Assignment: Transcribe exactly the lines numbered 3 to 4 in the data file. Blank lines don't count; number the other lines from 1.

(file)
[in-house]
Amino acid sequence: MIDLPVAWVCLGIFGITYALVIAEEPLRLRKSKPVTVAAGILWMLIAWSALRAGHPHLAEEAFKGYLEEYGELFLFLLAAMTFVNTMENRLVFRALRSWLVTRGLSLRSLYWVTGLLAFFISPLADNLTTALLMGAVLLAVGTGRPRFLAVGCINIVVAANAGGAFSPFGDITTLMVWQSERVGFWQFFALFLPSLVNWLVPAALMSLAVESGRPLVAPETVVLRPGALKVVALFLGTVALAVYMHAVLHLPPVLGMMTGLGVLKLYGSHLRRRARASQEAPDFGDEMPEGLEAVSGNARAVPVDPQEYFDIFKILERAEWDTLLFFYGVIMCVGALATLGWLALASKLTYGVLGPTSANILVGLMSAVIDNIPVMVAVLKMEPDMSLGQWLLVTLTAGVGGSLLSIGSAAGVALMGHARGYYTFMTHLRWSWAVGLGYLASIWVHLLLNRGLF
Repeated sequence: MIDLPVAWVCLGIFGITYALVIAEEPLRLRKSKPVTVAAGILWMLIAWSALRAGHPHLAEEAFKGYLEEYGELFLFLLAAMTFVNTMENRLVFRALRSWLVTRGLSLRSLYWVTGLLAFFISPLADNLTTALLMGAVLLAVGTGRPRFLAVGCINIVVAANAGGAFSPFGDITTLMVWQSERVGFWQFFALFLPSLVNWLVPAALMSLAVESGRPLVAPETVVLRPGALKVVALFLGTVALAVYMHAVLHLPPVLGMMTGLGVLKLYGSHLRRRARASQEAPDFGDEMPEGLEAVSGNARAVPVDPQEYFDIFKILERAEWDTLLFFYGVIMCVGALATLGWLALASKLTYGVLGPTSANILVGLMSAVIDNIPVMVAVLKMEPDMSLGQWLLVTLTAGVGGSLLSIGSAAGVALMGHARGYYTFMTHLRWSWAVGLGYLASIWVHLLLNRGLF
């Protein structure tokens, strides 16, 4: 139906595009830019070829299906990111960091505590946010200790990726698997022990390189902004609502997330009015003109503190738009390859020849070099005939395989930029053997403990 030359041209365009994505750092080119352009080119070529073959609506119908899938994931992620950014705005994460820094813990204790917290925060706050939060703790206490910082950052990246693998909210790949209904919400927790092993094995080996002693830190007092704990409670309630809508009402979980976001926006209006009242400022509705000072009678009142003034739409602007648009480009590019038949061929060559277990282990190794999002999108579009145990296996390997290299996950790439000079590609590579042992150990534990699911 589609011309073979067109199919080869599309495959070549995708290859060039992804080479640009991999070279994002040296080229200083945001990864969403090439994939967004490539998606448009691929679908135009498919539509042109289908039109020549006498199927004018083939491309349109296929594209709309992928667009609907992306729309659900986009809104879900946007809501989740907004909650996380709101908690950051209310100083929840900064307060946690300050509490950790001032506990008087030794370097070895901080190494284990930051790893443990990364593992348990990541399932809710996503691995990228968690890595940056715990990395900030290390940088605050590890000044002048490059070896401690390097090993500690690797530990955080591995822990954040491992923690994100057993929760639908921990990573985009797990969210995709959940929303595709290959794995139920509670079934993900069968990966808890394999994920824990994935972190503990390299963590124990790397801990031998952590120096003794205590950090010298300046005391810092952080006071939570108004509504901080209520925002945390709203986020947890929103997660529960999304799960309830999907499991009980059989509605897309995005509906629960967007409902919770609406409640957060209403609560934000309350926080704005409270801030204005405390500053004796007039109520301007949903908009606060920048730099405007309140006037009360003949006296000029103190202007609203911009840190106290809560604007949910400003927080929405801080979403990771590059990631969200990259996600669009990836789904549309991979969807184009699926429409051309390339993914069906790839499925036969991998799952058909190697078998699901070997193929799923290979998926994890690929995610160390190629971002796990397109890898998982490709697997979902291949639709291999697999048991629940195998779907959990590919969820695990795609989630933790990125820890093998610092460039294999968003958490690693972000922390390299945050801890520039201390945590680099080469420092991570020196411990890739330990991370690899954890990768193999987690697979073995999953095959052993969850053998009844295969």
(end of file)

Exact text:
Repeated sequence: MIDLPVAWVCLGIFGITYALVIAEEPLRLRKSKPVTVAAGILWMLIAWSALRAGHPHLAEEAFKGYLEEYGELFLFLLAAMTFVNTMENRLVFRALRSWLVTRGLSLRSLYWVTGLLAFFISPLADNLTTALLMGAVLLAVGTGRPRFLAVGCINIVVAANAGGAFSPFGDITTLMVWQSERVGFWQFFALFLPSLVNWLVPAALMSLAVESGRPLVAPETVVLRPGALKVVALFLGTVALAVYMHAVLHLPPVLGMMTGLGVLKLYGSHLRRRARASQEAPDFGDEMPEGLEAVSGNARAVPVDPQEYFDIFKILERAEWDTLLFFYGVIMCVGALATLGWLALASKLTYGVLGPTSANILVGLMSAVIDNIPVMVAVLKMEPDMSLGQWLLVTLTAGVGGSLLSIGSAAGVALMGHARGYYTFMTHLRWSWAVGLGYLASIWVHLLLNRGLF
């Protein structure tokens, strides 16, 4: 139906595009830019070829299906990111960091505590946010200790990726698997022990390189902004609502997330009015003109503190738009390859020849070099005939395989930029053997403990 030359041209365009994505750092080119352009080119070529073959609506119908899938994931992620950014705005994460820094813990204790917290925060706050939060703790206490910082950052990246693998909210790949209904919400927790092993094995080996002693830190007092704990409670309630809508009402979980976001926006209006009242400022509705000072009678009142003034739409602007648009480009590019038949061929060559277990282990190794999002999108579009145990296996390997290299996950790439000079590609590579042992150990534990699911 589609011309073979067109199919080869599309495959070549995708290859060039992804080479640009991999070279994002040296080229200083945001990864969403090439994939967004490539998606448009691929679908135009498919539509042109289908039109020549006498199927004018083939491309349109296929594209709309992928667009609907992306729309659900986009809104879900946007809501989740907004909650996380709101908690950051209310100083929840900064307060946690300050509490950790001032506990008087030794370097070895901080190494284990930051790893443990990364593992348990990541399932809710996503691995990228968690890595940056715990990395900030290390940088605050590890000044002048490059070896401690390097090993500690690797530990955080591995822990954040491992923690994100057993929760639908921990990573985009797990969210995709959940929303595709290959794995139920509670079934993900069968990966808890394999994920824990994935972190503990390299963590124990790397801990031998952590120096003794205590950090010298300046005391810092952080006071939570108004509504901080209520925002945390709203986020947890929103997660529960999304799960309830999907499991009980059989509605897309995005509906629960967007409902919770609406409640957060209403609560934000309350926080704005409270801030204005405390500053004796007039109520301007949903908009606060920048730099405007309140006037009360003949006296000029103190202007609203911009840190106290809560604007949910400003927080929405801080979403990771590059990631969200990259996600669009990836789904549309991979969807184009699926429409051309390339993914069906790839499925036969991998799952058909190697078998699901070997193929799923290979998926994890690929995610160390190629971002796990397109890898998982490709697997979902291949639709291999697999048991629940195998779907959990590919969820695990795609989630933790990125820890093998610092460039294999968003958490690693972000922390390299945050801890520039201390945590680099080469420092991570020196411990890739330990991370690899954890990768193999987690697979073995999953095959052993969850053998009844295969």